Chair: We are not actually supposed to be discussing community cohesion in this session. We are supposed to be discussing the Prevent programme.

Dr Pugh: Could I follow through on something Mr Shadjareh said which I think follows from what Mr Husain said before? Mr Husain suggested in the earlier session the fact that we have to fight a battle of ideas. What you seem to be suggesting in your response is this battle of ideas is not just purely a battle about Islamic ideas, the reference to text and so on; it is a more fundamental battle about how you behave as a civilised being. You mentioned the end and the means, an ideology which has to be contested no matter what the religion is. In a sense, you are giving some marker as to how to fight the battle of ideas. We do not need to be

experts on the Koran to do it.

Q32 Chair: Can I focus you on this: if we are all agreed that there are some individuals out there who are more likely to become extremists than others - not just Muslim extremists but BNP type extremists, animal rights extremists, whatever - how do we identify those individuals rather than just dealing with groups as a whole and hoping you vaguely hit the individual?

Mr Shadjareh: Identifying them is a security issue. If there are people like that in any section of the community - and there are extremists, the extreme right etc., - that is an issue that security needs to deal with. It is not something that the communities or councils and so forth could deal with. If you are talking about how we could minimise that type of engagement, we need to promote other engagement and give other avenues for people to deal with their grievances. If we do not do that, we are pushing more people to issues of extremism. This is a natural concept. I think we have failed in creating those avenues. What we are saying and hearing from politicians is that people should not have grievances. I am sorry; people do have. My whole family and my children have grievances in the house and so forth. We as human beings do have grievances. Some are right and some are wrong but they need to be addressed within appropriate means. I think it is essential because even nowadays governments are involved in the concept of the end justifies the means. We need to say that is something that is unacceptable in any form. This leads to violence which is unacceptable.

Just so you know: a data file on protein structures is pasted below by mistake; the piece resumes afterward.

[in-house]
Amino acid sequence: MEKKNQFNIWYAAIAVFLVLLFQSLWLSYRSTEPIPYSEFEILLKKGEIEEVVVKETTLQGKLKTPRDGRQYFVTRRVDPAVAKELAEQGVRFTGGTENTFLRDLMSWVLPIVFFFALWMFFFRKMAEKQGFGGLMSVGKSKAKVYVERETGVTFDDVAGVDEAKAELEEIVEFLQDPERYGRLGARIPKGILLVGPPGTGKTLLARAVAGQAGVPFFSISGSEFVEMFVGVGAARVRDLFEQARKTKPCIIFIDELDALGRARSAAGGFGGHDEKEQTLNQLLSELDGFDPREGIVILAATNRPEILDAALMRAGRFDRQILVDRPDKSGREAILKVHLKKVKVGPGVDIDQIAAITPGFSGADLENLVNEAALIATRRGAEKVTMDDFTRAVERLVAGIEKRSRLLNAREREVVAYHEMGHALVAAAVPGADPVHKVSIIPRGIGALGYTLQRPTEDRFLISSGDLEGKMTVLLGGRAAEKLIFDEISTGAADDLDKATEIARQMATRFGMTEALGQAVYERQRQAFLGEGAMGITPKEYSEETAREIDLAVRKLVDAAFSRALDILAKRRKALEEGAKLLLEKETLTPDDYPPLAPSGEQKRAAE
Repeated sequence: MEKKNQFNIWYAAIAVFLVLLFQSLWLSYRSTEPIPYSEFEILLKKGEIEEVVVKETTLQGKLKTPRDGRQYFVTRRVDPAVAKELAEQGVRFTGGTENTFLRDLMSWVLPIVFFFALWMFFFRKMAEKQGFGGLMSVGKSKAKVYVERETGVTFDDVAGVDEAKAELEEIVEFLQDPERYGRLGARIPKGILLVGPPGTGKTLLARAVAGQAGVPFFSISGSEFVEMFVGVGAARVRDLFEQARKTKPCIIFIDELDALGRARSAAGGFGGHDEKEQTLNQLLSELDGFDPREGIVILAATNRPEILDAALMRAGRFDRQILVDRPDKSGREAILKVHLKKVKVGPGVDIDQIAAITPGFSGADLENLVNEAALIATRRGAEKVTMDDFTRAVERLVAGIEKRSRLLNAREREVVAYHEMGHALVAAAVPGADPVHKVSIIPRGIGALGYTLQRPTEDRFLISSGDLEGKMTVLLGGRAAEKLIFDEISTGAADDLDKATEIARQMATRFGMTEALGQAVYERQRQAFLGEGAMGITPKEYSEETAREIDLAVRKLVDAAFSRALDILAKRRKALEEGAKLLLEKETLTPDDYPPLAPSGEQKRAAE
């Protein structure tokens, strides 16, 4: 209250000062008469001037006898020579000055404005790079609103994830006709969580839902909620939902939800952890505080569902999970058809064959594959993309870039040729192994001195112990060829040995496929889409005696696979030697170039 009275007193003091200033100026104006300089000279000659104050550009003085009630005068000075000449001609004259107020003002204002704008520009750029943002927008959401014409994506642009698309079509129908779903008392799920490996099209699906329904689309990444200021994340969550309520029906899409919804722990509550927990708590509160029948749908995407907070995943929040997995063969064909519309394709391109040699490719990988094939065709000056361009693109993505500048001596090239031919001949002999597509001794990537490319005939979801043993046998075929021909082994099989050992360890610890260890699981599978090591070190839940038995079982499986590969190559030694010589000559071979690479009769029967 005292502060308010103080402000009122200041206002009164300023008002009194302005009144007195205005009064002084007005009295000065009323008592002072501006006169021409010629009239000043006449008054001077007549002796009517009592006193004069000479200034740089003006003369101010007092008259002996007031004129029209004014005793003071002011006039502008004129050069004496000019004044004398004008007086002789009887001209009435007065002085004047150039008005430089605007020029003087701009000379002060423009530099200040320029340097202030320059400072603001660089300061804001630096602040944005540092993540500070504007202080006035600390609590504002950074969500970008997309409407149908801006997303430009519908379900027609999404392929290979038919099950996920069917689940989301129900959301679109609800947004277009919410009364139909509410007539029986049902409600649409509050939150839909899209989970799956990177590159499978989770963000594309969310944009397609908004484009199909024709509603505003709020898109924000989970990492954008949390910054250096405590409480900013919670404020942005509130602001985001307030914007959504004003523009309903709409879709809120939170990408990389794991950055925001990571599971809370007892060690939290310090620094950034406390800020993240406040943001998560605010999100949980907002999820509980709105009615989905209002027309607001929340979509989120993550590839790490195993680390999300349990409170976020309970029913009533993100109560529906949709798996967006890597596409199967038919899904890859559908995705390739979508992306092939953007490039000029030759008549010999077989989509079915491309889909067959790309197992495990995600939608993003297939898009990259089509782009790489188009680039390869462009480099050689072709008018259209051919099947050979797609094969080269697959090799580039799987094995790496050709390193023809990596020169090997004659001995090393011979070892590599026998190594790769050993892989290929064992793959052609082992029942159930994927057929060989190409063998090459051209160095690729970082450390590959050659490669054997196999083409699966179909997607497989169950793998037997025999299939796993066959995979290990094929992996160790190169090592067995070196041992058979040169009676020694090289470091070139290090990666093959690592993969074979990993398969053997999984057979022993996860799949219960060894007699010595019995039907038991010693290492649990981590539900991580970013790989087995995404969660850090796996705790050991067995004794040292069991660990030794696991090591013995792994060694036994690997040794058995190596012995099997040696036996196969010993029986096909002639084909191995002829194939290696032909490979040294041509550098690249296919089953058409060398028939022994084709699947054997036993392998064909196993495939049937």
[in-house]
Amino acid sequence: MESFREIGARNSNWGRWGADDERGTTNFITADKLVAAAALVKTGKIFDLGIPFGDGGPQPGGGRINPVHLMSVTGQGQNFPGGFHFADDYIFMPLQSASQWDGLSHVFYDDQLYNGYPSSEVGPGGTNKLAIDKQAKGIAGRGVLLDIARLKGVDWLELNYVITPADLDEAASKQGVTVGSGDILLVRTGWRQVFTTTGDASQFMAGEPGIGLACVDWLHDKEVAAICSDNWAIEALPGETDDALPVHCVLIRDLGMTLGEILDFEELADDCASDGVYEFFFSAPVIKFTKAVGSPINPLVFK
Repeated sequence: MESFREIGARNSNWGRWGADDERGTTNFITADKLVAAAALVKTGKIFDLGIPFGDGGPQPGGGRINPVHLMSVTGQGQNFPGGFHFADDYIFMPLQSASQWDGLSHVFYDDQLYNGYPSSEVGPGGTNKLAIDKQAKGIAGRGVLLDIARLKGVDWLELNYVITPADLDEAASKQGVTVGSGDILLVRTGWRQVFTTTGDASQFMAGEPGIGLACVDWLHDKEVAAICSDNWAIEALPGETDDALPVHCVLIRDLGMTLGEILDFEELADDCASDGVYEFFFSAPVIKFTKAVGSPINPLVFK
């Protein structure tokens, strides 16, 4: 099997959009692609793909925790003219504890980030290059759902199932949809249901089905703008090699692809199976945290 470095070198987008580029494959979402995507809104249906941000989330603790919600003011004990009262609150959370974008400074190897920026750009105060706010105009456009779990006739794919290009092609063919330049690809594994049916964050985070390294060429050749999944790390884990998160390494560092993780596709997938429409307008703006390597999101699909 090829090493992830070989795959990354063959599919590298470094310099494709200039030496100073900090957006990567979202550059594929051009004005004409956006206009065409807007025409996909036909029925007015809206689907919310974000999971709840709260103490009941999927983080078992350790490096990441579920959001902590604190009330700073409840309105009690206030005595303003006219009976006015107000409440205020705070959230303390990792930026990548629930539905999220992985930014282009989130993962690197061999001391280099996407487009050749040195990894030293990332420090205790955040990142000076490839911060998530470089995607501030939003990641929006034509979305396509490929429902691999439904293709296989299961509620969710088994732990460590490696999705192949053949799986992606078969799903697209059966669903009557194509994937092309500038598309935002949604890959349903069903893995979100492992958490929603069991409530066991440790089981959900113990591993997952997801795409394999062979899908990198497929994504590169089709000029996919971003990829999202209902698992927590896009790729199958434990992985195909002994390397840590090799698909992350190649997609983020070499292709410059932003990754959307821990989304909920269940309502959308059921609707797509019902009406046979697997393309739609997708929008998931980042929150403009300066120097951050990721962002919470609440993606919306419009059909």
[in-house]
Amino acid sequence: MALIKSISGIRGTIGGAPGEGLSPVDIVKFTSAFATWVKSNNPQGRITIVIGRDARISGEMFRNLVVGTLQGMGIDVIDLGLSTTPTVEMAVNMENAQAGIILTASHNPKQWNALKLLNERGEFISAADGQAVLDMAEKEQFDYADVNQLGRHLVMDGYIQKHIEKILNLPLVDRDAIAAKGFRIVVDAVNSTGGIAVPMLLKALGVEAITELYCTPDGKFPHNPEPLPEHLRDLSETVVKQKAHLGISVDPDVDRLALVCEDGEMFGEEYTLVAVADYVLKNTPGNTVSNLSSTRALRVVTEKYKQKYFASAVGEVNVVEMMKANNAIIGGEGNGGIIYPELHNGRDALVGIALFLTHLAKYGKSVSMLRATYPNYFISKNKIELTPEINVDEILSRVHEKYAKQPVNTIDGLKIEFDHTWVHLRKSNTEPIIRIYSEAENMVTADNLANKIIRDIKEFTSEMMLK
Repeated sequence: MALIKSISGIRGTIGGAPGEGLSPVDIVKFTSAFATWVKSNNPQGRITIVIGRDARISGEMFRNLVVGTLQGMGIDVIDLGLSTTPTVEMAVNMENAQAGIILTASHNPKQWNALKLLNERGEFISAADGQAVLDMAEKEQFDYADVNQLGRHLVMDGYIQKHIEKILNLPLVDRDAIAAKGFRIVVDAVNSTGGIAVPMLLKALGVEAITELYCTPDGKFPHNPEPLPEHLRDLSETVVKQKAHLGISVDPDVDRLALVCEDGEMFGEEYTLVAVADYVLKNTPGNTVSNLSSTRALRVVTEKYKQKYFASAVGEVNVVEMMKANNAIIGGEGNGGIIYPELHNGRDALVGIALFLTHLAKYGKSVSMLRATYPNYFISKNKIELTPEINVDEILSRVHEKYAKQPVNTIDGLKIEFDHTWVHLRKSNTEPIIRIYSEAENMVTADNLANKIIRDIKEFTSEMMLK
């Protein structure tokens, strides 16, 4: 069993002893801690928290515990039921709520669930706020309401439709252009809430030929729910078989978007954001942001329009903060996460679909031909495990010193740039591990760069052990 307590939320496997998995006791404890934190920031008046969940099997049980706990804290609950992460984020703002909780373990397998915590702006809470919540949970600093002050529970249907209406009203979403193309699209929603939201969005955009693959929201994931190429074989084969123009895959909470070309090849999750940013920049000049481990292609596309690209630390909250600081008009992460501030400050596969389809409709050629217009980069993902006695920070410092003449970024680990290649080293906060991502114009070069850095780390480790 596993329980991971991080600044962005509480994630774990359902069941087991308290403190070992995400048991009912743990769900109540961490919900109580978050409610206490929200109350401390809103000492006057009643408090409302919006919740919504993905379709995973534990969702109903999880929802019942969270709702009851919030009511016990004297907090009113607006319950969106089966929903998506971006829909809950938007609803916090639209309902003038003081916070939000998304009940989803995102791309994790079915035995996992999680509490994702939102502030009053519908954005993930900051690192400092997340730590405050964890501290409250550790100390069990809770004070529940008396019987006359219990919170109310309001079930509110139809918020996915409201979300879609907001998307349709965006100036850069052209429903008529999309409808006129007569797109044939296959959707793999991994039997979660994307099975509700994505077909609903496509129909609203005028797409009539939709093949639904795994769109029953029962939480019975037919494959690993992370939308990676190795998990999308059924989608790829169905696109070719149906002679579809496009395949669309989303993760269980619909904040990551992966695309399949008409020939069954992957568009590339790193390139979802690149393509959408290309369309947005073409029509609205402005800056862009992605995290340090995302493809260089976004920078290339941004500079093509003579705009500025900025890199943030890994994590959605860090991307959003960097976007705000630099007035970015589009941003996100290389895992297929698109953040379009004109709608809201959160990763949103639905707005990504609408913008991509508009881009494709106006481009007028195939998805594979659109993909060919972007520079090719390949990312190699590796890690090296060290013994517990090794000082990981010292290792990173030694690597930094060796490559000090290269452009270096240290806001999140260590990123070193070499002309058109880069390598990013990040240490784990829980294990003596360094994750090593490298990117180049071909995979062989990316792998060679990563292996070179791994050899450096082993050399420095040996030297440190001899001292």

Dr Bari: Any security issue is a matter for the security agencies, the police and definitely society and communities should cooperate with them because it is the overall security of society. The nature of a dynamic and living society is that society is vigilant. There are ways of engaging people who can think of doing something atrocious to society because societies are not full of NGOs, so good parenting, good education, good moral education and citizenship in schools. There are many, many ways that we should all engage with every society but the most important thing is every community should be treated with respect. Us and them does not help.

Q33 Alison Seabeck: You will have heard the witnesses earlier talking about the relationship between central and local government and the fact that there was a view that local government was not equipped to manage this programme or to identify potentially organisations and individuals that might be encouraging terrorism. Do you have a view on that?